The Clearwater Andie uses a single lithium-ion battery and it also comes with a spare and a wall charger with a fold-out electric plug. So one battery can be charged while the other battery is being used.
Now I'm just an old 'n' crusty flashlight user, not an Idiot Savant of Handheld Lighting Devices, so before you ask, the answer is no.
I have not run the Clearwater Andie flashlight through the lab and I haven't compared it with sixteen other flashlights to rate the Voltage-to-input-current efficiency ratios.
All I know is that when I fire this baby up, it's bright. And you absolutely, positively do not want to be looking down the barrel when that button is pushed.
The Clearwater LED flashlight is a solid-feeling piece, CNC-machined from an aluminum tube and PVD coated (or anodized, but it looks like PVD to me).
It weighs 194 grams (6-7/8 oz.) and it's 159 mm long and 42 mm wide at the head (6-1/4" x 1-5/8").
The body feels well balanced in the hand and it has a machine-knurled grip surface in the center.
The "rings" at the front of the flashlight act as a heat sink; in fact, the entire aluminum flashlight body is a heat sink for the powerful P7 LED.
The P7 requires a modulated and filtered power source and the heat sink, so there are obviously some "computer on a chip" internals in the flashlight that keep a steady flow of power going to stoke the fires.
The lithium ion batteries are the 18650 type, which have their own circuitry to prevent overcharging and to shut down when the Voltage drops below 2.5V (or over 4.5V when charging).
This type of battery is claimed to have over 500 charging cycles.
The flashlight takes about 3.7 Volts and Clearwater says they will power the flashlight for about 1.5 hours at full chat and around 3 hours in the low-power mode.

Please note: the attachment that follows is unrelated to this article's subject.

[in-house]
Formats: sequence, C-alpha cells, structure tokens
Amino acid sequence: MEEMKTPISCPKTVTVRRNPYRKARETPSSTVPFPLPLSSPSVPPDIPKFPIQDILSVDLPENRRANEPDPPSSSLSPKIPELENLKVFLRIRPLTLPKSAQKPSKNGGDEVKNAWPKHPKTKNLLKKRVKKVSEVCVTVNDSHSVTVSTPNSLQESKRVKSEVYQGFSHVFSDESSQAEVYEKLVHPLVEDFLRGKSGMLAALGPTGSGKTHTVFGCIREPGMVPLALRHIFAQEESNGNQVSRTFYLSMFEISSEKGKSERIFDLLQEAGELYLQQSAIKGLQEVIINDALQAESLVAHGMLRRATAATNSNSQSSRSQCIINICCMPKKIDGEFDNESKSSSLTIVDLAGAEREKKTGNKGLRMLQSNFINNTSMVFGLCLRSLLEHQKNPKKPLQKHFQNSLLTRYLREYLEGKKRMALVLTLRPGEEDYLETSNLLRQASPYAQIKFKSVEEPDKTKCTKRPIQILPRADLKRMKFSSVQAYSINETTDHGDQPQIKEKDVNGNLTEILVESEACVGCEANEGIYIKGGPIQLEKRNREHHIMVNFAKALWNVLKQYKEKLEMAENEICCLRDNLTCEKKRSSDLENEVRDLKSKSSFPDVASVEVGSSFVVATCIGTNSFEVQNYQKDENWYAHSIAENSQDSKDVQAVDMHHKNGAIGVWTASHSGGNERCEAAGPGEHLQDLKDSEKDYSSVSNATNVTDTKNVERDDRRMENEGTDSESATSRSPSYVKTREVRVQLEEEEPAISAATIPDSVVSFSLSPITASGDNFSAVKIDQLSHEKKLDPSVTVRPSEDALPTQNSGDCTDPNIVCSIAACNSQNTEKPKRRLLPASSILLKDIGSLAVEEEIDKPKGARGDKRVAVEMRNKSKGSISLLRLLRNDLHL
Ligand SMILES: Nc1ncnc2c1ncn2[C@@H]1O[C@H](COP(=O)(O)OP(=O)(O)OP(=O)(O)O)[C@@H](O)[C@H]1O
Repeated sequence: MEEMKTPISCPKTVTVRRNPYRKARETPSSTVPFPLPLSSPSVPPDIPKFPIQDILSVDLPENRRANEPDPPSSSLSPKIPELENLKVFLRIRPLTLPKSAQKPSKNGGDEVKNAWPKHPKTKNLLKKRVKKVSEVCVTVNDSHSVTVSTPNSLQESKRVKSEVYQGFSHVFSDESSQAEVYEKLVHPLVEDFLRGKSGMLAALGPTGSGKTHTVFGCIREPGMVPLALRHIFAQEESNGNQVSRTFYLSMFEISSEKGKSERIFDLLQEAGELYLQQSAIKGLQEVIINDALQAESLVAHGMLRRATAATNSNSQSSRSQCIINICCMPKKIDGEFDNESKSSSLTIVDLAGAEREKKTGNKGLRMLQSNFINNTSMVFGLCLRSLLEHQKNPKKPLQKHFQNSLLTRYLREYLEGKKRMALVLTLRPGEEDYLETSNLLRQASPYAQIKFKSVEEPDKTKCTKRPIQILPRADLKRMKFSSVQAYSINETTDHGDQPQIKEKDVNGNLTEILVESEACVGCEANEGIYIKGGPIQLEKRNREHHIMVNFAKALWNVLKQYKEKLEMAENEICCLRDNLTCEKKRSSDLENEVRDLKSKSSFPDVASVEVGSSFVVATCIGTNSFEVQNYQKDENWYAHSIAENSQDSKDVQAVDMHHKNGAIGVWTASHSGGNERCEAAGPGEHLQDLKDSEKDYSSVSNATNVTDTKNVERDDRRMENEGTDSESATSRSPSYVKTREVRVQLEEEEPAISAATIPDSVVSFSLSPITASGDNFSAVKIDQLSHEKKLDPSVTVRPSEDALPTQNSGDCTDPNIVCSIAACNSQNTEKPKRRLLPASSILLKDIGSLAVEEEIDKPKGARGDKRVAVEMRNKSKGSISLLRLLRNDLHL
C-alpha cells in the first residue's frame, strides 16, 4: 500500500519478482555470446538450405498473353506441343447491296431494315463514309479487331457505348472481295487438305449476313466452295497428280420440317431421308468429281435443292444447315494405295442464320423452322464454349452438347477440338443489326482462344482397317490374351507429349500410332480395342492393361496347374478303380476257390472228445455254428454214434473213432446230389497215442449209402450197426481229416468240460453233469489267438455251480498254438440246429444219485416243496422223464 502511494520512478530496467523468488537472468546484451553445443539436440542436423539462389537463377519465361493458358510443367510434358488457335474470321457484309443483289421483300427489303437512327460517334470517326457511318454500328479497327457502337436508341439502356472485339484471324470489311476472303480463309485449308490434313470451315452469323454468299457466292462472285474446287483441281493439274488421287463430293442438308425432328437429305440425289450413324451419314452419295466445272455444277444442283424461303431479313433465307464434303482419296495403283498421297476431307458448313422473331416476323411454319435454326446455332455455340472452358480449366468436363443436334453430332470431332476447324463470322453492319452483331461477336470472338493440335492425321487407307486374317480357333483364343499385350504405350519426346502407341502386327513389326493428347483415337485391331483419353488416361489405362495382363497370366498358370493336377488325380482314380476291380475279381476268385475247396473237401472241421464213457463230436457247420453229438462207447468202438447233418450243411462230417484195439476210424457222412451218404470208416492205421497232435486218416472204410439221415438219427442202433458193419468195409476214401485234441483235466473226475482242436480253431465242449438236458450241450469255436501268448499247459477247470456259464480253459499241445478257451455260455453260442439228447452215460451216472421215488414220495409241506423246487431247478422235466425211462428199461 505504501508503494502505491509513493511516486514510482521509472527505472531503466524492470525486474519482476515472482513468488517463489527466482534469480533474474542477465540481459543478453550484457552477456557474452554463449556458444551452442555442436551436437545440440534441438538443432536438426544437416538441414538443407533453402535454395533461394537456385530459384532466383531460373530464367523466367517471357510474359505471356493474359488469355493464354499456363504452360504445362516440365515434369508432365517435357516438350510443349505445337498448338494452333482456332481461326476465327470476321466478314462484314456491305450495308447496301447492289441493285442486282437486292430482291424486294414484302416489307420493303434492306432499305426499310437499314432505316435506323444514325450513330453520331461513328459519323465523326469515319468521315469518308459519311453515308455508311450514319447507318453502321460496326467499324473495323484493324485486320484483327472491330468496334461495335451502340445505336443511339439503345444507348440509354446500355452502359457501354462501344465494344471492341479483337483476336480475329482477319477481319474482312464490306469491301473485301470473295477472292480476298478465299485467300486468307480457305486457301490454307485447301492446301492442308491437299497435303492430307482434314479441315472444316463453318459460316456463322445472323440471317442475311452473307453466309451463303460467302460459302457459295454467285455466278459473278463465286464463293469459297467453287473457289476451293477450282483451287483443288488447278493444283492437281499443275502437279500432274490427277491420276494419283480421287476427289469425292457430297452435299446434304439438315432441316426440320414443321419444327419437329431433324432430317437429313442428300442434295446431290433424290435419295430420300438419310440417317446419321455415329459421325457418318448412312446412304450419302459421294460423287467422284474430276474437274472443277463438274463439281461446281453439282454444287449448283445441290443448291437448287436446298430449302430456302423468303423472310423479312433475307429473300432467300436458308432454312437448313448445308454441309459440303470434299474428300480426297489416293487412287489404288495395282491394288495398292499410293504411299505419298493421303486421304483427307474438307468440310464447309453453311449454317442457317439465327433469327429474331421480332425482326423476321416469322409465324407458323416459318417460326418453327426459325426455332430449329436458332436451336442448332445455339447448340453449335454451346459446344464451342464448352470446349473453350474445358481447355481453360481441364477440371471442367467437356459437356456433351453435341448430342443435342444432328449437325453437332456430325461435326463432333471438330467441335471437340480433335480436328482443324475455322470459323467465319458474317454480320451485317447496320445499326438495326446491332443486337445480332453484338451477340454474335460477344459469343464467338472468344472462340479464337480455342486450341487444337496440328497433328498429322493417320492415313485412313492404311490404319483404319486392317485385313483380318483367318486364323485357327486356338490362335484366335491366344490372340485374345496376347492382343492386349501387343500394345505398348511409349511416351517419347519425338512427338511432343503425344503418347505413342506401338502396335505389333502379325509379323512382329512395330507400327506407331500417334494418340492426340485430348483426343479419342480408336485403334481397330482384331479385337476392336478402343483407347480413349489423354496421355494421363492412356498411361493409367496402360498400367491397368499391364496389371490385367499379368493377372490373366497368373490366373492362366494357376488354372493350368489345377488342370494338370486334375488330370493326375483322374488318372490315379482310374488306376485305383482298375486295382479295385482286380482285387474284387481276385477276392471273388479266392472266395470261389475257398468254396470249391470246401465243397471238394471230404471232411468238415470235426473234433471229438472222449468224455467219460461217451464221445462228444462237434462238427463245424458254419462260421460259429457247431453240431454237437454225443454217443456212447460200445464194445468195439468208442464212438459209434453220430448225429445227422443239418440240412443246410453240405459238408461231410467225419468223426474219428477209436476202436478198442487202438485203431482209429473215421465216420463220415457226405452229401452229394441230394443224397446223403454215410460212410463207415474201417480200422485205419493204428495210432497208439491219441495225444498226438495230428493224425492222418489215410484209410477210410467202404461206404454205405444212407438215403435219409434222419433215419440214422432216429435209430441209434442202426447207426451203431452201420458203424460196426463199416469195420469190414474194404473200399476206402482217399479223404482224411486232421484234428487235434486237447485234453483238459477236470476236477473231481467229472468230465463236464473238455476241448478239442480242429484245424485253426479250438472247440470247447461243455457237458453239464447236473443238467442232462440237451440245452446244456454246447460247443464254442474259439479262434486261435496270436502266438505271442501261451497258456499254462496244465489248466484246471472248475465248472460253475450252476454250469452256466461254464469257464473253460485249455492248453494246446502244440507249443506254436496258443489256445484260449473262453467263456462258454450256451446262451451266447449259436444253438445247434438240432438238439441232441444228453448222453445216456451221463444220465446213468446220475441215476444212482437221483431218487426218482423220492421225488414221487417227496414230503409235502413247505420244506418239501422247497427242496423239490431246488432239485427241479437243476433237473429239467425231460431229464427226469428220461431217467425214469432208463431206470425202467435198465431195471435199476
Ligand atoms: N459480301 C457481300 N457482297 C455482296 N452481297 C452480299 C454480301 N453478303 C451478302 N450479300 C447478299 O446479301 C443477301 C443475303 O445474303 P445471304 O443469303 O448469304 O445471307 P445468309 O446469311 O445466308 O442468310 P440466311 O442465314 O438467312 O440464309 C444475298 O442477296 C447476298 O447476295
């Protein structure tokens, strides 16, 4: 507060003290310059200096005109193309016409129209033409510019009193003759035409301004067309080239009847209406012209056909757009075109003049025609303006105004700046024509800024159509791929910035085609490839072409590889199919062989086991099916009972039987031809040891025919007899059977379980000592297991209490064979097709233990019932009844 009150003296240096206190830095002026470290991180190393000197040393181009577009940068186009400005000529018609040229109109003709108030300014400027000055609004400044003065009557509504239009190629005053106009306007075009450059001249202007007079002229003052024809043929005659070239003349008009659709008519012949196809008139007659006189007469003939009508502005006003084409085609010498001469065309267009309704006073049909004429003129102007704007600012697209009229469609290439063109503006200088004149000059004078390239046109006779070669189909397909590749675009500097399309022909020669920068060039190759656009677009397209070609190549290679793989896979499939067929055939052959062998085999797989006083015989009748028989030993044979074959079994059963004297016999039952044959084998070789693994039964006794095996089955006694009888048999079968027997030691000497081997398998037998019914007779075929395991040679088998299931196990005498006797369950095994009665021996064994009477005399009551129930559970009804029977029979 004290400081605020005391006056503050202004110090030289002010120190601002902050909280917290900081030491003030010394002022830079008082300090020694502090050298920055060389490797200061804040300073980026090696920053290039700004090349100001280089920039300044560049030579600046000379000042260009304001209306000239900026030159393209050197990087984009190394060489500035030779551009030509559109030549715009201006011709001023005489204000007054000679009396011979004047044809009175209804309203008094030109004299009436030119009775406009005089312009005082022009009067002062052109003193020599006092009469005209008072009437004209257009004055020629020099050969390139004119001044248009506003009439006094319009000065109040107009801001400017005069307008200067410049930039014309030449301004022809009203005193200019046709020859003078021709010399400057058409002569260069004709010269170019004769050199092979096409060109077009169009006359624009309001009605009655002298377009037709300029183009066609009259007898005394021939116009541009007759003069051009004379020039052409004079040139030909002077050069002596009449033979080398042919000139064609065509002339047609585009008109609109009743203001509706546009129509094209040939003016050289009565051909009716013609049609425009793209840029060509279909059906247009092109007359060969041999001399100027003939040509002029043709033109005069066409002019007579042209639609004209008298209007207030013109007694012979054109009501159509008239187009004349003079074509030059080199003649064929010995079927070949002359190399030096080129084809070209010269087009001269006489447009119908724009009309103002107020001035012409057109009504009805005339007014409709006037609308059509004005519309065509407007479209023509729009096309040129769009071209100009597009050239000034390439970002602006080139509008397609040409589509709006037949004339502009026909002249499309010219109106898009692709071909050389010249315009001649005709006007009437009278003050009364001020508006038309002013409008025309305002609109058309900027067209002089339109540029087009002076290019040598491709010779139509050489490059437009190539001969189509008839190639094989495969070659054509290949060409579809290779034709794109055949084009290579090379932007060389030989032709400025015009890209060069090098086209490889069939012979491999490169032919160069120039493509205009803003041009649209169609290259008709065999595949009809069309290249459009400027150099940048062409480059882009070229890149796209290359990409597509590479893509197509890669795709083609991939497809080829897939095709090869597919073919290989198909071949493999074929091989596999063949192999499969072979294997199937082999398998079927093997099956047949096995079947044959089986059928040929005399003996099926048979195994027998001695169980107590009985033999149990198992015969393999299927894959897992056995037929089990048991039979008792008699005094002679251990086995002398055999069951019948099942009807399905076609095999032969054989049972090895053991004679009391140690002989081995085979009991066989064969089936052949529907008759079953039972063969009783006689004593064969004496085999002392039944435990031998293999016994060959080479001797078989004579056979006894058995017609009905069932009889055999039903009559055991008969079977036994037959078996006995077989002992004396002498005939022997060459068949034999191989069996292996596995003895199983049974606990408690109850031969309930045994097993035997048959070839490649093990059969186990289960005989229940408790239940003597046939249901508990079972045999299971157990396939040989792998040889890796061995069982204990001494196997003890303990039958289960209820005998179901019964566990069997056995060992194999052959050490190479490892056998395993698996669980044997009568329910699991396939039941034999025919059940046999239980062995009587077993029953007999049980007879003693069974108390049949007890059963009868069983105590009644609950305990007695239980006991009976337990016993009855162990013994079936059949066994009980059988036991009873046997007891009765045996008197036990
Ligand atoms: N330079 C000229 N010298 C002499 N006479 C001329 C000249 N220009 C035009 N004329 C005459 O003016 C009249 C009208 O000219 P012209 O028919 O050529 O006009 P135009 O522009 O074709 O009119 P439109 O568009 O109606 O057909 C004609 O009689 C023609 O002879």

The two modes are accessed by the soft push button at the rear end of the Andie flashlight.
The button glows in the dark, as we discovered and you can see that in the video below. Push the button once for full power; push it again for about half-power and once more turns it off.
I like a push button or switch much better than the two-handed "twist the head" flashlights, and I can hold the Clearwater Andie flashlight with one hand while operating the push button with my thumb.
The battery is inserted at the rear by unscrewing the fine-threaded end cap, which also includes a wrist strap.
Just the feel of those threads as the end cap comes off tells you that this is a quality piece. The wall thickness of the tubing is very hefty also and I daresay the Andie must be nearly indestructible.
The head of the flashlight is round, which is my only complaint -- I'd rather it was hexagonally shaped or had some flats milled in to keep it from rolling when placed on a flat surface.
I'm assuming it's waterproof but Clearwater says it's "water resistant".
It has an O-ring in the base but I'm not sure how much pressure the clear lens cover or the rubber push button could withstand. Suffice it to say that it should definitely be no problem in a rainstorm.